19. The apparatus of claim 15, wherein said interpolating means utilizes frames prior-in-time to a subject frame and subsequent-in-time to the subject frame.
20. An apparatus for converting a frame rate of an existing video signal having a sampling resolution to a higher frame rate video signal, the existing video signal having a sequence of successive-in-time video frames representing a video scene having motion and each containing an amount of (pels) having pel values, said apparatus comprising:
means for dividing each frame of the existing video signal into blocks and defining a number (n) of sampling locations in a given sequence of the successive-in-time video frames of the existing video signal, wherein n is an even number;
means for increasing the sampling resolution of the existing video signal by performing linear spatial interpolation on an image sequence represented by the successive-in-time video frames of the existing video signal for a number of times equal to log2n to form a high resolution sequence of frames having a number of available frames;
first means for estimating, for each block of the existing video signal, integer pel-shift values from the high resolution sequence of available frames;
means for constructing vectors Sx and Sy representing estimated pel value displacements at a time value (t) in a first time vector (t1) of available frames with respect to a first available frame in the high resolution sequence of available frames, wherein vector Sx represents horizontal displacement pel values and vector Sy represents vertical displacement pel values;
means for performing a polynomial curve fit of the values of vectors Sx and Sy for each block and for each value in time vector t1 to obtain, for each block, a motion estimate of an image represented by the sequence of available frames;
second means for estimating, based upon the polynomial curve fit, pel shift values for the horizontal and vertical displacements at time values corresponding to times at which interpolated frames are to be used to form the higher frame rate video signal;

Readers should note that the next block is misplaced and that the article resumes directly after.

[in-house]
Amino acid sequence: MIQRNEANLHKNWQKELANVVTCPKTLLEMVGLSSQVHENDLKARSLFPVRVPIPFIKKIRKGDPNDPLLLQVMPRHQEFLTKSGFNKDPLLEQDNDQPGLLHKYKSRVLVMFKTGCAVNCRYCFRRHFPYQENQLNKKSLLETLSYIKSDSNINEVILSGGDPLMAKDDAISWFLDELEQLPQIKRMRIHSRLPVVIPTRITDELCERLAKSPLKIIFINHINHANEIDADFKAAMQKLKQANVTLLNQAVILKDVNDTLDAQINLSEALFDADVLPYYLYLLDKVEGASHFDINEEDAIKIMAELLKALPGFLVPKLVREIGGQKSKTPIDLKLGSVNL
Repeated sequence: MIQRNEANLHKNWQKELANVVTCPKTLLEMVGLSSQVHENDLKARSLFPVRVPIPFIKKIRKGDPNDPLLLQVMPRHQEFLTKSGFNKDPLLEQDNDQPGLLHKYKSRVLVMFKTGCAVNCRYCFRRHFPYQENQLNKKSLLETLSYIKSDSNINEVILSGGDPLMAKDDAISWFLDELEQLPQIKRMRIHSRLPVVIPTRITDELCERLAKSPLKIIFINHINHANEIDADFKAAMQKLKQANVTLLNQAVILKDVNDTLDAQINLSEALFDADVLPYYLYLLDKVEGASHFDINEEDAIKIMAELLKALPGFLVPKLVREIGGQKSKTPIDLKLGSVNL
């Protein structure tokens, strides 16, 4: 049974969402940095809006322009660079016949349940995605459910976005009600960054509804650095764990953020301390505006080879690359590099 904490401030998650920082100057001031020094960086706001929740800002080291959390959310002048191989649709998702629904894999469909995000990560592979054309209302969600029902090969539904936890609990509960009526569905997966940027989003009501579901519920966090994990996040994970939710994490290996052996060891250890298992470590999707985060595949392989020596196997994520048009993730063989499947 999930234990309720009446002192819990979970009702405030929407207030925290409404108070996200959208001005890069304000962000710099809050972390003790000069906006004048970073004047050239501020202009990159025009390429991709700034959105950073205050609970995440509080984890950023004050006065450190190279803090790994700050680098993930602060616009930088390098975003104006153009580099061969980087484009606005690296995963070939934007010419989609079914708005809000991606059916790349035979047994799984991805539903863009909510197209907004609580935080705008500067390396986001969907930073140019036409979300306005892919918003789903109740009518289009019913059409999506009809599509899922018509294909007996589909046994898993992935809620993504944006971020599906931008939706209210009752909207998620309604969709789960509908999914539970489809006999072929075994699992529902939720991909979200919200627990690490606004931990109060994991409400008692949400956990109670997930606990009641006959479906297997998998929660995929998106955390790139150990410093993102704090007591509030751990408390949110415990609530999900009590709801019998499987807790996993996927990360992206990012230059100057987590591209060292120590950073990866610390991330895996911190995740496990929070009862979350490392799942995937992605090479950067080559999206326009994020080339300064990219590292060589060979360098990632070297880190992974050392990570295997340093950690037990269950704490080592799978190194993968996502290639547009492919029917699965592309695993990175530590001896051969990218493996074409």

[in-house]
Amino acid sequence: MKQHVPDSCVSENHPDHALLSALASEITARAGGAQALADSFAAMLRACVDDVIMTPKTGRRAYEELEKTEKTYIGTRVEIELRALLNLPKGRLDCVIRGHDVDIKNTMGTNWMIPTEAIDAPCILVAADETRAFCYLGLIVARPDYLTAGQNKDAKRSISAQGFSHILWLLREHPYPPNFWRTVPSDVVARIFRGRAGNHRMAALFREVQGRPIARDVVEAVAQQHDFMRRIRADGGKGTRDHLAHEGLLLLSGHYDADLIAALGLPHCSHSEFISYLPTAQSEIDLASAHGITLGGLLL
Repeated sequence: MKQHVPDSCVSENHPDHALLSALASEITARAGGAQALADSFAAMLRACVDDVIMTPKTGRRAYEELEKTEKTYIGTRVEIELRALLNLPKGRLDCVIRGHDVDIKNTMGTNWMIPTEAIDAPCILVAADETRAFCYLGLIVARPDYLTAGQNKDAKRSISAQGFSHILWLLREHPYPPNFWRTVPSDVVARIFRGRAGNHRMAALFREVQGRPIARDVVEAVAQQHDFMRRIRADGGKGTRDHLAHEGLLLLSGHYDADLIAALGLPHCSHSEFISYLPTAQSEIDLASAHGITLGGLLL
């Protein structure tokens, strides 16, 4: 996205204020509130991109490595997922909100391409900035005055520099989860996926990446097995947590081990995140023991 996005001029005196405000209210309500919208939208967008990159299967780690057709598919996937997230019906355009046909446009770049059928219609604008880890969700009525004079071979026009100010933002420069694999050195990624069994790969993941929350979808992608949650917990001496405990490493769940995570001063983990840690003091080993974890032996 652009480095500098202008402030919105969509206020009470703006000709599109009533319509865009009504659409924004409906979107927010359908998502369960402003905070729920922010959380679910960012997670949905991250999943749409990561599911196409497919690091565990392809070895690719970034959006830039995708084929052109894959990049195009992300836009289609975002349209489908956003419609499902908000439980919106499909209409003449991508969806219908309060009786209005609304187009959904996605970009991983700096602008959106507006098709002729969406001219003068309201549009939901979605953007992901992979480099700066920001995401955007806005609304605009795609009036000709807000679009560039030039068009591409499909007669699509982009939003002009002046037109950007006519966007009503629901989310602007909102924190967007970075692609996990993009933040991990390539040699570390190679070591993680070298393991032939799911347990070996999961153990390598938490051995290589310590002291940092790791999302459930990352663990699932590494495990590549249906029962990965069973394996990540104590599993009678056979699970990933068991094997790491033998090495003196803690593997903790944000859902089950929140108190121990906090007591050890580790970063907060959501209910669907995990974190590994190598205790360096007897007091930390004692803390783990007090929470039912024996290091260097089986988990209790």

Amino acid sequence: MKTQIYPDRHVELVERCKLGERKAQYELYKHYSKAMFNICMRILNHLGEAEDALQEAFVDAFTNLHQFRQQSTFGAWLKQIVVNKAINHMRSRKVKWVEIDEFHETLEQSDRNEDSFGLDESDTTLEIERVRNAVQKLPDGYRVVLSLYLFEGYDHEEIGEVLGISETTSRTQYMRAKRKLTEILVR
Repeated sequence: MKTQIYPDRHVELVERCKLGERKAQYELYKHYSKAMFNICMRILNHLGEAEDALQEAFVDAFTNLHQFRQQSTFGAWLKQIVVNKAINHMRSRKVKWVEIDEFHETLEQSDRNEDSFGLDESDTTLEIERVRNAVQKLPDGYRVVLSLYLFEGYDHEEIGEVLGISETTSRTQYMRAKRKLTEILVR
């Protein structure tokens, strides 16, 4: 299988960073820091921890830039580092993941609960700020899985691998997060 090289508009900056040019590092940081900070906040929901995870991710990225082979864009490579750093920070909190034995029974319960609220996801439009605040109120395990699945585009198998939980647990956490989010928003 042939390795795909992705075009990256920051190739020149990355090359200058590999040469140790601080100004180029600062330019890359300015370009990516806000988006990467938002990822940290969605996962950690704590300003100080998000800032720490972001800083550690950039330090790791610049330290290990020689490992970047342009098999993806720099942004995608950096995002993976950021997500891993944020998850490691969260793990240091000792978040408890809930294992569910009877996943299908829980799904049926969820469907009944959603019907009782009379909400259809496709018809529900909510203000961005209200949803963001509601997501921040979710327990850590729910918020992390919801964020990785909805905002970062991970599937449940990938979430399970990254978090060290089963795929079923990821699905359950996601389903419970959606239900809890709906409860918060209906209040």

means for segregating each block of each of the frames of the existing signal into groups utilizing the estimated displacements of available blocks and the pel shift values so that blocks sharing common sampling grids are grouped together; and
means for interpolating, based upon at least one of the estimated displacements and from at least one of the common sampling grid block groups, one or more new blocks for use in constructing one or more new frames for the higher frame rate video signal.
21. The apparatus of claim 20, wherein said segregating means measures pel shifts in the vertical and horizontal directions between any two blocks and grouping blocks into a common group based on an integer value of the measured pel shifts.
22. The apparatus of claim 20, wherein said interpolating means utilizes blocks prior-in-time to a subject block and subsequent-in-time to the subject block.
23. The apparatus of claim 22, wherein said interpolating means further comprises means for overlaying an existing frame with blocks of a common group so that the existing frame is partially covered with the overlaid blocks and so that regions of some of the blocks overlap with each other, and means for assigning values to pels of a subject block based on the average pel values between the pels forming the overlaid regions.
24. An apparatus for converting a frame rate of an existing video signal depicting three-dimensional motion and a sampling resolution to a higher frame rate video signal, the existing video signal having a sequence of successive-in-time available video frames representing a video scene having three-dimensional motion and each containing an amount of pels having pel values, said apparatus comprising:
means for selecting a total number of sampling points to be present in the existing image sequence for a vertical direction and a horizontal direction;
means for performing linear spatial interpolation on the existing image sequence for expanding a sampling resolution by an amount (k) in both the horizontal direction and the vertical direction to generate an expanded image sequence;
means for estimating integer displacements for each pel within frames of the expanded image sequence;
means for selecting a frame of the expanded image sequence which lies within the sequence of successive-in-time available video frames, and for dividing the estimated integer displacements for each pel in the selected frame by the amount (k) for generating motion estimates for each pel in the selected frame within the available frames of the original sequence;
means for performing polynomial fits of the displacements in both a horizontal and a vertical direction for each pel in the selected frame within the other available frames and for estimating, based on the polynomial fits, horizontal and vertical displacements of each pel of the selected frame at missing values of time corresponding to instances at which interpolation of missing frames is to be used to form the higher rate video signal;
means for segregating, based on the estimated displacements of each pel, the pels in the selected frame and pels from available and missing frames corresponding to the pels in the selected frame into groups, such that pels within the same group lie within the same sampling grid; and